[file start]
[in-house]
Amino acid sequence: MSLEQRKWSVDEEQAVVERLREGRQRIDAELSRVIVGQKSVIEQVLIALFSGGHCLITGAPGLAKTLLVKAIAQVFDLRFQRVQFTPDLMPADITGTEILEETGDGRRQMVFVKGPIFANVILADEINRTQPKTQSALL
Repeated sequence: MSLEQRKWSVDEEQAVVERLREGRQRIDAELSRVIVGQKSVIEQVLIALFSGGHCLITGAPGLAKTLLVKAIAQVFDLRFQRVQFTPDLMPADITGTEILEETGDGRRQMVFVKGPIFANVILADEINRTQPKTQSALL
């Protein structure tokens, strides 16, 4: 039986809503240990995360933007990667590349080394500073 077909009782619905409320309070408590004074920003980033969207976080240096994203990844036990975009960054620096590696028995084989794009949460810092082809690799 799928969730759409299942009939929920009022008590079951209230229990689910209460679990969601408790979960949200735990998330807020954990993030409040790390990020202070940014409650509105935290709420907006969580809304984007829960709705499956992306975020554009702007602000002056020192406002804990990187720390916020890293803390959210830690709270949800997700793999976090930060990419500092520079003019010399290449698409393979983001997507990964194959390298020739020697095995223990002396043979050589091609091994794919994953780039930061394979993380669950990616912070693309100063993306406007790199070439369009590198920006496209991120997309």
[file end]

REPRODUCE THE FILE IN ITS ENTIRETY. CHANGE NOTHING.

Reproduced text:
[in-house]
Amino acid sequence: MSLEQRKWSVDEEQAVVERLREGRQRIDAELSRVIVGQKSVIEQVLIALFSGGHCLITGAPGLAKTLLVKAIAQVFDLRFQRVQFTPDLMPADITGTEILEETGDGRRQMVFVKGPIFANVILADEINRTQPKTQSALL
Repeated sequence: MSLEQRKWSVDEEQAVVERLREGRQRIDAELSRVIVGQKSVIEQVLIALFSGGHCLITGAPGLAKTLLVKAIAQVFDLRFQRVQFTPDLMPADITGTEILEETGDGRRQMVFVKGPIFANVILADEINRTQPKTQSALL
């Protein structure tokens, strides 16, 4: 039986809503240990995360933007990667590349080394500073 077909009782619905409320309070408590004074920003980033969207976080240096994203990844036990975009960054620096590696028995084989794009949460810092082809690799 799928969730759409299942009939929920009022008590079951209230229990689910209460679990969601408790979960949200735990998330807020954990993030409040790390990020202070940014409650509105935290709420907006969580809304984007829960709705499956992306975020554009702007602000002056020192406002804990990187720390916020890293803390959210830690709270949800997700793999976090930060990419500092520079003019010399290449698409393979983001997507990964194959390298020739020697095995223990002396043979050589091609091994794919994953780039930061394979993380669950990616912070693309100063993306406007790199070439369009590198920006496209991120997309």